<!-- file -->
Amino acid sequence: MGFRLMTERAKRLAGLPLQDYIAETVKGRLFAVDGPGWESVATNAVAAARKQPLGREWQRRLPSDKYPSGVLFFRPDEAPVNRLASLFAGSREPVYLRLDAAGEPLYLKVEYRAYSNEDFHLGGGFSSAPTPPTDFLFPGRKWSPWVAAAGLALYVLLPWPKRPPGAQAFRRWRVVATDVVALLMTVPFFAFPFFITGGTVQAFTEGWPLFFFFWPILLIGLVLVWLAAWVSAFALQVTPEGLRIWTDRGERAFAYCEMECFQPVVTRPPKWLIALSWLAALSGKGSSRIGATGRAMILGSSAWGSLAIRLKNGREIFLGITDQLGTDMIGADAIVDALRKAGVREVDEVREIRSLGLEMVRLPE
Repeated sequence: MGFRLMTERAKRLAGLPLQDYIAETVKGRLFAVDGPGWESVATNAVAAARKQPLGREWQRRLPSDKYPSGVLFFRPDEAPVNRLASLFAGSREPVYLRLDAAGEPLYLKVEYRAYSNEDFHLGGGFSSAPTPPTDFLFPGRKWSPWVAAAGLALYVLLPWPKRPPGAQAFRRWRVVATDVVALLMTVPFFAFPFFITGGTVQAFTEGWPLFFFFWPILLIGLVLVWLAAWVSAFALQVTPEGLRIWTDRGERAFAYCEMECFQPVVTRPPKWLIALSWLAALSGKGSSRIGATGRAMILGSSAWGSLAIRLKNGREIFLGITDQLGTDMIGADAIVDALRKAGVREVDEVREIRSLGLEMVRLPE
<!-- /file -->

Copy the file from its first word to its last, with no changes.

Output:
Amino acid sequence: MGFRLMTERAKRLAGLPLQDYIAETVKGRLFAVDGPGWESVATNAVAAARKQPLGREWQRRLPSDKYPSGVLFFRPDEAPVNRLASLFAGSREPVYLRLDAAGEPLYLKVEYRAYSNEDFHLGGGFSSAPTPPTDFLFPGRKWSPWVAAAGLALYVLLPWPKRPPGAQAFRRWRVVATDVVALLMTVPFFAFPFFITGGTVQAFTEGWPLFFFFWPILLIGLVLVWLAAWVSAFALQVTPEGLRIWTDRGERAFAYCEMECFQPVVTRPPKWLIALSWLAALSGKGSSRIGATGRAMILGSSAWGSLAIRLKNGREIFLGITDQLGTDMIGADAIVDALRKAGVREVDEVREIRSLGLEMVRLPE
Repeated sequence: MGFRLMTERAKRLAGLPLQDYIAETVKGRLFAVDGPGWESVATNAVAAARKQPLGREWQRRLPSDKYPSGVLFFRPDEAPVNRLASLFAGSREPVYLRLDAAGEPLYLKVEYRAYSNEDFHLGGGFSSAPTPPTDFLFPGRKWSPWVAAAGLALYVLLPWPKRPPGAQAFRRWRVVATDVVALLMTVPFFAFPFFITGGTVQAFTEGWPLFFFFWPILLIGLVLVWLAAWVSAFALQVTPEGLRIWTDRGERAFAYCEMECFQPVVTRPPKWLIALSWLAALSGKGSSRIGATGRAMILGSSAWGSLAIRLKNGREIFLGITDQLGTDMIGADAIVDALRKAGVREVDEVREIRSLGLEMVRLPE